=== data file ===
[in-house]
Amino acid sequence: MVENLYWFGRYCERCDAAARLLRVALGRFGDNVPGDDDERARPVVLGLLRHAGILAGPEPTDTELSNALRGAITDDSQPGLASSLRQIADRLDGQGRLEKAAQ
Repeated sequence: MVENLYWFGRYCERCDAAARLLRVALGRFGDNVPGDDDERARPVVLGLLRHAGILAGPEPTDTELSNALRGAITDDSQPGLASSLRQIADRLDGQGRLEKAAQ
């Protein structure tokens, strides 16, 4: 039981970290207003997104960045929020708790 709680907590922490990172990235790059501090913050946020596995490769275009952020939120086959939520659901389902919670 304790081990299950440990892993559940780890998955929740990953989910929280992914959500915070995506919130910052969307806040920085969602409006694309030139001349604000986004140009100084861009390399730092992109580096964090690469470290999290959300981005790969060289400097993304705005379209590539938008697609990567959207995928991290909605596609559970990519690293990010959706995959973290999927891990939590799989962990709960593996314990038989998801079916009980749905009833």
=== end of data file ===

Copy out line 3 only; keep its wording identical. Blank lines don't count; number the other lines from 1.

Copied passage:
Repeated sequence: MVENLYWFGRYCERCDAAARLLRVALGRFGDNVPGDDDERARPVVLGLLRHAGILAGPEPTDTELSNALRGAITDDSQPGLASSLRQIADRLDGQGRLEKAAQ